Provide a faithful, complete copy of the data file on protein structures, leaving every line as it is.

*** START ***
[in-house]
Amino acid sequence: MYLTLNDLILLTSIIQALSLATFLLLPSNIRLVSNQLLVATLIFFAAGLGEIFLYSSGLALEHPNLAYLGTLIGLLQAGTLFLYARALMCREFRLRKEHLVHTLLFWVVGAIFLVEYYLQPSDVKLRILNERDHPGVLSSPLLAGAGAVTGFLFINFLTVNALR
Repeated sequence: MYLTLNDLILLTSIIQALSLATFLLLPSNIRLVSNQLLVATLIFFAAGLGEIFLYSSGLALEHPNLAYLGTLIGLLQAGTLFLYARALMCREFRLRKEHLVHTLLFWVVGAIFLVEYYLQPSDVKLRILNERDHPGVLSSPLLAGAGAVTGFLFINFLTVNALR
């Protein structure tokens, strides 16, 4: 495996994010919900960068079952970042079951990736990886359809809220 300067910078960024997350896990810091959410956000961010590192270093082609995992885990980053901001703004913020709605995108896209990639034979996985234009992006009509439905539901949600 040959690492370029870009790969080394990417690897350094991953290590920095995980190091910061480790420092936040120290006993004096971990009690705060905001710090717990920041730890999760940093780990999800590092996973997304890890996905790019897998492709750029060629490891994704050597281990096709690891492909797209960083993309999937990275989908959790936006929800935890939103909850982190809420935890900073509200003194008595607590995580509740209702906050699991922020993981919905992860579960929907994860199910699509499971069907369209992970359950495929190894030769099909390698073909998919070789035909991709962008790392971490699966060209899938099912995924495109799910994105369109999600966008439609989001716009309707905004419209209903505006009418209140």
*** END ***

[in-house]
Amino acid sequence: MYLTLNDLILLTSIIQALSLATFLLLPSNIRLVSNQLLVATLIFFAAGLGEIFLYSSGLALEHPNLAYLGTLIGLLQAGTLFLYARALMCREFRLRKEHLVHTLLFWVVGAIFLVEYYLQPSDVKLRILNERDHPGVLSSPLLAGAGAVTGFLFINFLTVNALR
Repeated sequence: MYLTLNDLILLTSIIQALSLATFLLLPSNIRLVSNQLLVATLIFFAAGLGEIFLYSSGLALEHPNLAYLGTLIGLLQAGTLFLYARALMCREFRLRKEHLVHTLLFWVVGAIFLVEYYLQPSDVKLRILNERDHPGVLSSPLLAGAGAVTGFLFINFLTVNALR
């Protein structure tokens, strides 16, 4: 495996994010919900960068079952970042079951990736990886359809809220 300067910078960024997350896990810091959410956000961010590192270093082609995992885990980053901001703004913020709605995108896209990639034979996985234009992006009509439905539901949600 040959690492370029870009790969080394990417690897350094991953290590920095995980190091910061480790420092936040120290006993004096971990009690705060905001710090717990920041730890999760940093780990999800590092996973997304890890996905790019897998492709750029060629490891994704050597281990096709690891492909797209960083993309999937990275989908959790936006929800935890939103909850982190809420935890900073509200003194008595607590995580509740209702906050699991922020993981919905992860579960929907994860199910699509499971069907369209992970359950495929190894030769099909390698073909998919070789035909991709962008790392971490699966060209899938099912995924495109799910994105369109999600966008439609989001716009309707905004419209209903505006009418209140």